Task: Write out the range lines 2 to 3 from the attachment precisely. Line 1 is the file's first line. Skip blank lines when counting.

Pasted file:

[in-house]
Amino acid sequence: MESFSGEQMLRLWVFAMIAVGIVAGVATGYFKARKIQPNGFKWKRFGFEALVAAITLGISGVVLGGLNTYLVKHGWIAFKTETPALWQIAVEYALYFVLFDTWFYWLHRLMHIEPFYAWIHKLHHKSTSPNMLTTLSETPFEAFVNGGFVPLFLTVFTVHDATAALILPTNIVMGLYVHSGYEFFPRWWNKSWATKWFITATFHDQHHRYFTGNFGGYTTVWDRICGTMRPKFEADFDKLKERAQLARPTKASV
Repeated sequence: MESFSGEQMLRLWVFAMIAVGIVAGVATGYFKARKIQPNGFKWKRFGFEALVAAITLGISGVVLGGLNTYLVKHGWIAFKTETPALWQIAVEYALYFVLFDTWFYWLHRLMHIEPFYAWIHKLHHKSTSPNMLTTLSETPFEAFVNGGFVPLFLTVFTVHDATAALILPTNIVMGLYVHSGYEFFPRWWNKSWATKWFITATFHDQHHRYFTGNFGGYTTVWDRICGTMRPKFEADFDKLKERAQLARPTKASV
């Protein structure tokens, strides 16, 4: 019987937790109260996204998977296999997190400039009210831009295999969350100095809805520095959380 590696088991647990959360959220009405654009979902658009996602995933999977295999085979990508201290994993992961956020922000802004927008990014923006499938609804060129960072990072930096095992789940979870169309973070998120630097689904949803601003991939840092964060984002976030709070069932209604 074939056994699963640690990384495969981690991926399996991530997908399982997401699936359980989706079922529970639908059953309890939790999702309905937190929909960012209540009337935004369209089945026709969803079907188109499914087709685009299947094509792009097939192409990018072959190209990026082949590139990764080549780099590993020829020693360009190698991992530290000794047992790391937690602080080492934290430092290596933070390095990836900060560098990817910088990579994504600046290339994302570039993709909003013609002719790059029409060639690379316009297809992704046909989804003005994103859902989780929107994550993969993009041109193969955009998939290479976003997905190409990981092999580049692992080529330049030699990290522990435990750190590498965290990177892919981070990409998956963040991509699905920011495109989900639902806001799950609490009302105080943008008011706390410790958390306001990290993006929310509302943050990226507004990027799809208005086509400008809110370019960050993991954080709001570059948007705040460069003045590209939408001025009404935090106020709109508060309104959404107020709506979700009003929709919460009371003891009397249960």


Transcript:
Amino acid sequence: MESFSGEQMLRLWVFAMIAVGIVAGVATGYFKARKIQPNGFKWKRFGFEALVAAITLGISGVVLGGLNTYLVKHGWIAFKTETPALWQIAVEYALYFVLFDTWFYWLHRLMHIEPFYAWIHKLHHKSTSPNMLTTLSETPFEAFVNGGFVPLFLTVFTVHDATAALILPTNIVMGLYVHSGYEFFPRWWNKSWATKWFITATFHDQHHRYFTGNFGGYTTVWDRICGTMRPKFEADFDKLKERAQLARPTKASV
Repeated sequence: MESFSGEQMLRLWVFAMIAVGIVAGVATGYFKARKIQPNGFKWKRFGFEALVAAITLGISGVVLGGLNTYLVKHGWIAFKTETPALWQIAVEYALYFVLFDTWFYWLHRLMHIEPFYAWIHKLHHKSTSPNMLTTLSETPFEAFVNGGFVPLFLTVFTVHDATAALILPTNIVMGLYVHSGYEFFPRWWNKSWATKWFITATFHDQHHRYFTGNFGGYTTVWDRICGTMRPKFEADFDKLKERAQLARPTKASV